Travelling To A Fictional Place Isn’t As Hard As You May First Imagine

As part of their final year project, Central Saint Martins Graphic Design students, Jurate Gacionyte and Georgia Cranstoun, created a fictional journey rooted in factual photographs they found through Google’s Random Street View generator. They called the project, Nowhere In Particular, a name which alludes to the idea of aimless travel but also the anonymity of places when seen – in stagnant form – through a computer screen.




The project originated as a performative lecture, “we had to design and deliver [it] on a subject of our choice and then publish it’, Jurate, one half of the design duo explained when we caught up with them after seeing their work at the CSM final year show, “but it later developed into a much broader project, beyond where the original brief ended”. The original lecture was presented as a real slideshow from a road trip the pair had taken and explored the way technology is changing travel. On their ‘road trip’ they would stop whenever something took their interest and assumed the role of tourist photographer, they were perhaps more in control than one might first imagine, they could angle the view, zoom in or out and move from side-to-side in order to assert creative command. This further elaborates on the idea that we can build up an illusion of a place before ever visiting it, we can get a supposed feel for the atmosphere, we can walk the streets without ever stepping foot on them. We can, in effect, fool the world. This idea of atmosphere and capturing the true identity of place is something that played a large part in the lecture and in the continuation of the project, named, Nowhere in Particular (Part 2).


This second part of the project is posed as an answer to the question, what if a physical place had the features imposed on it by the current digital navigation tools? Jurate and Georgia built up a landscape, a history and a collection of artefacts that described their imagined destination within the boundaries of the digital. From signage to posters, the theme of digital vs analogue runs through the entire collection and allows us to build on our own visions of this fictional place – though, again, this line is blurred as it is built out of very real yet nondescript places and so seems to lurk in the liminal. This is the case for much of our digital existence – it is not physical and it is heavily tampered with yet it can impact upon our reality, our decisions and our understanding of the world around us.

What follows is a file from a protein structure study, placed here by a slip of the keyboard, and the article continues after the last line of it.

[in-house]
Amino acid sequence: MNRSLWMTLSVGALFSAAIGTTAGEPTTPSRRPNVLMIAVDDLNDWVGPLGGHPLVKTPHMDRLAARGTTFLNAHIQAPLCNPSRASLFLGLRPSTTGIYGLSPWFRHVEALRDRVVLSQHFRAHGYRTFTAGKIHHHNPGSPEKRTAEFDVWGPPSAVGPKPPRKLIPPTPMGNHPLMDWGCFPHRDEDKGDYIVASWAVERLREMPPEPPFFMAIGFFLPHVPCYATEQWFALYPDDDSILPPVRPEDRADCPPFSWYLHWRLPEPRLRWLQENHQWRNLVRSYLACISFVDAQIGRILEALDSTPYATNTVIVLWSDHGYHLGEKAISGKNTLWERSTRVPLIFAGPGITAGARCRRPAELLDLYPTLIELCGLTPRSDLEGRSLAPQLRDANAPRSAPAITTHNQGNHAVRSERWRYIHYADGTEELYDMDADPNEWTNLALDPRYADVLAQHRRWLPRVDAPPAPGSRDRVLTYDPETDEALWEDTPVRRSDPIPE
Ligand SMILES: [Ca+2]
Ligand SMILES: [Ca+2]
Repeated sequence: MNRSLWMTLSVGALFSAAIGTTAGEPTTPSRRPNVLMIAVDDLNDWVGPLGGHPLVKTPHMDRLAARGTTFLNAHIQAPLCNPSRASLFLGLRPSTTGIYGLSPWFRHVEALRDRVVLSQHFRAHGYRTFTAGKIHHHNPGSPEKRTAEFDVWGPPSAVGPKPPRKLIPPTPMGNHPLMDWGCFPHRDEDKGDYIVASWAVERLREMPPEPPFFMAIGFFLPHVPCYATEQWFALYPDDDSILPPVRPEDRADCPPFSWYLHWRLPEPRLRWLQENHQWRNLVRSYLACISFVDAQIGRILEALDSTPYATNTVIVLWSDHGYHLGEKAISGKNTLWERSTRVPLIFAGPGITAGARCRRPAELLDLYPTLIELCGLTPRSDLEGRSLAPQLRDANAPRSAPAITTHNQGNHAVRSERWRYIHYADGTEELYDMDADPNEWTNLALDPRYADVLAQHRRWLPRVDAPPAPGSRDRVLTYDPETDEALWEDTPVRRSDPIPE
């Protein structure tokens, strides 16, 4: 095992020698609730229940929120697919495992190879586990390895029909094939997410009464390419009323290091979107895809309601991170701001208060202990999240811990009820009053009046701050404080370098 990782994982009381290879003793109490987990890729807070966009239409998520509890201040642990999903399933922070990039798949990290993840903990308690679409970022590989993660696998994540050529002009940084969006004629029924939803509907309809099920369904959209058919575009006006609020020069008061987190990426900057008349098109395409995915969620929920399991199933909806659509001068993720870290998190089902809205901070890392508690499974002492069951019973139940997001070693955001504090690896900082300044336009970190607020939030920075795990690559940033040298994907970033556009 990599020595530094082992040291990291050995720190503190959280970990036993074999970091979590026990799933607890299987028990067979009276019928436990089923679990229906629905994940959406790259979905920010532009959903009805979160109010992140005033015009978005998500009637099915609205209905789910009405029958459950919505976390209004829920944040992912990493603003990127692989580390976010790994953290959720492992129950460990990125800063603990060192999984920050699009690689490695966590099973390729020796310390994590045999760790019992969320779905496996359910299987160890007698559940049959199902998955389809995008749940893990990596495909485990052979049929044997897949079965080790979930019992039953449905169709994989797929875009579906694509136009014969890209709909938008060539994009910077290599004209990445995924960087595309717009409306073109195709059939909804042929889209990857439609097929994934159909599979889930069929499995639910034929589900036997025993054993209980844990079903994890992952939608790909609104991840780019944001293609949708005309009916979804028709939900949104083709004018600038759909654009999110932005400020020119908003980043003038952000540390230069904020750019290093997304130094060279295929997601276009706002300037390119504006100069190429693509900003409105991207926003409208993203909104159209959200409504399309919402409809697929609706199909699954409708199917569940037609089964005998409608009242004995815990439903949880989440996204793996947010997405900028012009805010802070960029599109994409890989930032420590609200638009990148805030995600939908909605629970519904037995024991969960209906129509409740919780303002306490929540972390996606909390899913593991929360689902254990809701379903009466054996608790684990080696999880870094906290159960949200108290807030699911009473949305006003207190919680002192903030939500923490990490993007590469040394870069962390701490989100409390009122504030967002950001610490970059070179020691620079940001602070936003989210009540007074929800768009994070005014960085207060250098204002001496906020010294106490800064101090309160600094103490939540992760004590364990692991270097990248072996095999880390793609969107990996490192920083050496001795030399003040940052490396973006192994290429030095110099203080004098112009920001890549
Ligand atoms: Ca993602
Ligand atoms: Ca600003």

We caught up with the freshly graduated pair to chat travel, google and all things ‘future’.

The Plus: How did you come up with Nowhere in Particular?
We were interested in travelling and travel documentation. We got obsessed with a website called Random Street View, where every time you refresh it takes you to a different place in the world on Google Street View. We spent a lot of time on it and noticed how often, while travelling like this, a lot of the places looked similar to each other, like they could be anywhere. Also, on this website, we didn’t have a destination, we were clicking away, we were going nowhere in particular. That’s where the name came from. We collected images from Random Street View and made them into old fashioned slides, then showed them through an analogue slide projector to an audience, passing them off as a documentation of a real road trip.


TP: How did you choose which google images to use?
It worked in quite the same way as when taking photographs. If something caught our attention, we would stop in the middle of our trip and capture it. It were the images of scenes that we would photograph out there in the world on an actual road or street. Sometimes it would be nothing that special, an appealing composition, combination of colours, shapes, sometimes something weird, sometimes something unexpected, always something that we found interesting.